About the author

Tom Uhlig

As a child, Thomas Uhlig had the dream of becoming an astronaut, which he almost lost sight of while studying physics: he received a doctorate in the field of nano-cosmos and operation of electron microscopes for small magnetic particles. But after a period of research at Argonne National Laboratory, his passion for space caught up with him again .

In 2005, he moved to the German Aerospace Center, where he first worked as a planner, then as Operations Coordinator and finally as Columbus flight director . A special highlight for him was being flight controller of 1E- Space Shuttle mission at the console – you could hardly get closer to being an astronaut! He now heads the training team at the Columbus Control Centre that introduces the new colleagues to their work in the control room and certifies them.

Public relations is a particular concern for him - he regrets that hardly anyone in Germany knows that one of the main control centers for the ISS is operated in Oberpfaffenhofen. To remedy this, he has started blogging and is the author of a book on the 1E- mission and several other publications.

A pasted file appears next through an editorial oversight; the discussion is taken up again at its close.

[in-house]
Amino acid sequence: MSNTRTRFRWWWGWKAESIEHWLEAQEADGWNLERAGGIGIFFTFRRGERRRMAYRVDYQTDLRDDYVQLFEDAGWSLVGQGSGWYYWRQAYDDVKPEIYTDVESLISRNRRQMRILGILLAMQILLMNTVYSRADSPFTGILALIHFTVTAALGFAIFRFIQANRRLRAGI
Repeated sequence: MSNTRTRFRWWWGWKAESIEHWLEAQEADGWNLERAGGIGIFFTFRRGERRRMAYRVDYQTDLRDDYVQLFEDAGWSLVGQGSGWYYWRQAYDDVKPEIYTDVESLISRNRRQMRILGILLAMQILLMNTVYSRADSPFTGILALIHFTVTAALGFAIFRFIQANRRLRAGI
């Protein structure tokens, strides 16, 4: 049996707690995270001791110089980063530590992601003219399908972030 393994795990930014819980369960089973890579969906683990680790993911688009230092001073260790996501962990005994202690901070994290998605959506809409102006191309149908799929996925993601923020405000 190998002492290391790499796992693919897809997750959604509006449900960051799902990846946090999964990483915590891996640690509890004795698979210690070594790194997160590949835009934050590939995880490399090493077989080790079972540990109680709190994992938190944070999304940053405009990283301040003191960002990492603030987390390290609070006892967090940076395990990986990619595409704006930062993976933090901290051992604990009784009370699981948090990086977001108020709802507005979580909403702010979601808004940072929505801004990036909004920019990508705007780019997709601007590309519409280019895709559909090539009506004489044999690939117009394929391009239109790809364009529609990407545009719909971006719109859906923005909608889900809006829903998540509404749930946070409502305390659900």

Posts from Tom Uhlig

Columbus Blog | 24. July 2014 | 3 Comments

Ausweichen, bevor es kracht!

In meinem Auto merke ich schon bei 100 Kilometern pro Stunde, dass ich ganz schön schnell unterwegs bin. In der schönen Limousine unserer Fahrbereitschaft gehen auch schon einmal 160 Stundenkilometer, ohne dass man die Geschwindigkeit irgendwie groß merkt. Klar, denn Geschwindigkeit alleine kann man praktisch nicht wahrnehmen. Beschleunigungen ja, aber wenn man konstant unterwegs ist, merkt man nur relativ zu anderen Dingen, wie schnell man ist. Oder eben daran, dass das Auto zu klappern beginnt. Ähnlich ist es bei der ISS. Die Geschwindigkeit der Raumstation ist noch wesentlich höher - hier braucht es 28.000 Kilometer pro Stunde, damit die Station nicht "herunterfällt". read more

Columbus Blog | 24. July 2014 | 3 Comments

An evasive manoeuvre to avoid a crash!

In my car, even at 100 kilometres per hour, I perceive that I’m travelling along quite quickly. In the nice saloon in our car pool, you can reach up to 160 kilometres per hour without it feeling that much faster. Of course, this is because you cannot perceive speed alone. You can notice accelerations, but when you are travelling at a constant speed, you can only tell how fast you are moving relative to other objects – or perhaps when the car begins to rattle. It is the same on the ISS. The speed of the Space Station is much greater – it needs to travel at 28,000 kilometres per hour so it doesn’t ‘fall down’ read more